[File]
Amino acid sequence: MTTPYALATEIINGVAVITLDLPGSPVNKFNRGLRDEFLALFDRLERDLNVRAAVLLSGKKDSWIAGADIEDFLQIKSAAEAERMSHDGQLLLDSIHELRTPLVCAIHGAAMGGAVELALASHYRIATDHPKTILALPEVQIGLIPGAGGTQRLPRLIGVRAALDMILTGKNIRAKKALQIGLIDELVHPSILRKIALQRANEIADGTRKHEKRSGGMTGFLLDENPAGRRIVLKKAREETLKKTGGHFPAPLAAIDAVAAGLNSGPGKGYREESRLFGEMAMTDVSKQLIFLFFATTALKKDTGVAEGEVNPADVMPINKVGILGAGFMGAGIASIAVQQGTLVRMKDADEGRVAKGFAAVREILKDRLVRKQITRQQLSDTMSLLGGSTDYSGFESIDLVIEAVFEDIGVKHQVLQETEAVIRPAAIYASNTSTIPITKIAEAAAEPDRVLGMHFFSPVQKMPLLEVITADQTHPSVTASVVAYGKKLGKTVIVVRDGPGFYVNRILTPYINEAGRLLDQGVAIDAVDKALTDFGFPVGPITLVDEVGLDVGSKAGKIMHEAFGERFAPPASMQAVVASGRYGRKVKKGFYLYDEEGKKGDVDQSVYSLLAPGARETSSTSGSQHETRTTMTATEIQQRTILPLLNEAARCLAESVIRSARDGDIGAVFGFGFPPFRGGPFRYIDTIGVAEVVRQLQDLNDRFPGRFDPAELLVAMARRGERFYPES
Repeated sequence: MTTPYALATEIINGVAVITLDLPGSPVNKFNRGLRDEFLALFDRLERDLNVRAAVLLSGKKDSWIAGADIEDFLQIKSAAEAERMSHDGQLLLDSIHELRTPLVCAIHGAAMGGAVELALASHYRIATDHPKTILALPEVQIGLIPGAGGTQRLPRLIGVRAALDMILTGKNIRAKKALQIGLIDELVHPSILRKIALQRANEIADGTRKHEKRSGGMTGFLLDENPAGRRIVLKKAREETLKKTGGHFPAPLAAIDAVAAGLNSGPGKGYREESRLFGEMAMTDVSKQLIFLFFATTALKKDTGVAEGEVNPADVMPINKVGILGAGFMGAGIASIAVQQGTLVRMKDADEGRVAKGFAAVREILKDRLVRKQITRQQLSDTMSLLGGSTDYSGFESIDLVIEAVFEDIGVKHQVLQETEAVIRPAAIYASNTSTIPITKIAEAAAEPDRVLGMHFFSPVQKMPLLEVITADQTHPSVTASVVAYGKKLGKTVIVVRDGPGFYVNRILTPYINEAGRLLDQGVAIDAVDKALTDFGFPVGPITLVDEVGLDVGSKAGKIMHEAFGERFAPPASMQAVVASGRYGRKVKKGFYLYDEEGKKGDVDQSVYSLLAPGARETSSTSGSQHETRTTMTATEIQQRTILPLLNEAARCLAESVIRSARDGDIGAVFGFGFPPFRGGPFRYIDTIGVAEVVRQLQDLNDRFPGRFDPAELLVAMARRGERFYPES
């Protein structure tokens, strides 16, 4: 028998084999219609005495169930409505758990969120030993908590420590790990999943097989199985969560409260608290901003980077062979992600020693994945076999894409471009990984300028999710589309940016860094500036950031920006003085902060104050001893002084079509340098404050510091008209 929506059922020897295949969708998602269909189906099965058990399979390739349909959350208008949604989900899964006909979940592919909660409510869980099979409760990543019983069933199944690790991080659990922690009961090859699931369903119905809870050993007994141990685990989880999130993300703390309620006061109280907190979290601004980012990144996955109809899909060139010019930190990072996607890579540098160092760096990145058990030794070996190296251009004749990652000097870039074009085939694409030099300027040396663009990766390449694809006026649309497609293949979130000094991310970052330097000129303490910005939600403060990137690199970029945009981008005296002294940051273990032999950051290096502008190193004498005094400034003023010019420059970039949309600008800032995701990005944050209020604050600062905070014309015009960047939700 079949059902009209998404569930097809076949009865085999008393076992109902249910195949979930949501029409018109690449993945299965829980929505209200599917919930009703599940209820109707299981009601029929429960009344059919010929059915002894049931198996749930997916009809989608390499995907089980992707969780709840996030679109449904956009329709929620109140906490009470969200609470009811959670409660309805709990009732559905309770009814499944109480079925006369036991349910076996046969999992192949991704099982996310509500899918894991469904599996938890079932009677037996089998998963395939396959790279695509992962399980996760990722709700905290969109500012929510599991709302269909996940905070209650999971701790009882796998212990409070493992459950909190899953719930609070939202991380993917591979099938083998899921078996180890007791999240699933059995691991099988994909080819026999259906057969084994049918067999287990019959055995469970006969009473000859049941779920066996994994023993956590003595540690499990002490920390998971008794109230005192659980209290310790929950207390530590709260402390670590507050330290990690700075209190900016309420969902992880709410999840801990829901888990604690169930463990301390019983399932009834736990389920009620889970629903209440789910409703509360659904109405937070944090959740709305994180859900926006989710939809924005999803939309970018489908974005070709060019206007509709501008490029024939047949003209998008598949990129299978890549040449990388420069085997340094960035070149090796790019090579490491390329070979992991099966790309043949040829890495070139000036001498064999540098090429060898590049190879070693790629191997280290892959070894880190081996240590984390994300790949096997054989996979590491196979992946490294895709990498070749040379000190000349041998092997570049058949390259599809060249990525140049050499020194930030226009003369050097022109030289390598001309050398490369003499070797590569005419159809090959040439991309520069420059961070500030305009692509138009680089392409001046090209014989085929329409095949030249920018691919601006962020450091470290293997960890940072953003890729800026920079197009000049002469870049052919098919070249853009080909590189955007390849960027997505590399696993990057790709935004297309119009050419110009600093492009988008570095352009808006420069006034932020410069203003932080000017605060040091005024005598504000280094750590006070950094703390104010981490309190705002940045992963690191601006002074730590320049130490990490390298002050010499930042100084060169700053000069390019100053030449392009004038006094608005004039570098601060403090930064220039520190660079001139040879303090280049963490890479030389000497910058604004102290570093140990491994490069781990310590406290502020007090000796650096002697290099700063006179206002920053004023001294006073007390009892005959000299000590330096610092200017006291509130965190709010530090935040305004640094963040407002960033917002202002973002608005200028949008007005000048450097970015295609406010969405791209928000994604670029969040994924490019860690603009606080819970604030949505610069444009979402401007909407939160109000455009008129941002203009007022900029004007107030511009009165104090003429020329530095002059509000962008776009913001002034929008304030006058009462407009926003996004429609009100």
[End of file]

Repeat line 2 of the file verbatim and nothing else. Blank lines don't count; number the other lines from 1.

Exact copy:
Repeated sequence: MTTPYALATEIINGVAVITLDLPGSPVNKFNRGLRDEFLALFDRLERDLNVRAAVLLSGKKDSWIAGADIEDFLQIKSAAEAERMSHDGQLLLDSIHELRTPLVCAIHGAAMGGAVELALASHYRIATDHPKTILALPEVQIGLIPGAGGTQRLPRLIGVRAALDMILTGKNIRAKKALQIGLIDELVHPSILRKIALQRANEIADGTRKHEKRSGGMTGFLLDENPAGRRIVLKKAREETLKKTGGHFPAPLAAIDAVAAGLNSGPGKGYREESRLFGEMAMTDVSKQLIFLFFATTALKKDTGVAEGEVNPADVMPINKVGILGAGFMGAGIASIAVQQGTLVRMKDADEGRVAKGFAAVREILKDRLVRKQITRQQLSDTMSLLGGSTDYSGFESIDLVIEAVFEDIGVKHQVLQETEAVIRPAAIYASNTSTIPITKIAEAAAEPDRVLGMHFFSPVQKMPLLEVITADQTHPSVTASVVAYGKKLGKTVIVVRDGPGFYVNRILTPYINEAGRLLDQGVAIDAVDKALTDFGFPVGPITLVDEVGLDVGSKAGKIMHEAFGERFAPPASMQAVVASGRYGRKVKKGFYLYDEEGKKGDVDQSVYSLLAPGARETSSTSGSQHETRTTMTATEIQQRTILPLLNEAARCLAESVIRSARDGDIGAVFGFGFPPFRGGPFRYIDTIGVAEVVRQLQDLNDRFPGRFDPAELLVAMARRGERFYPES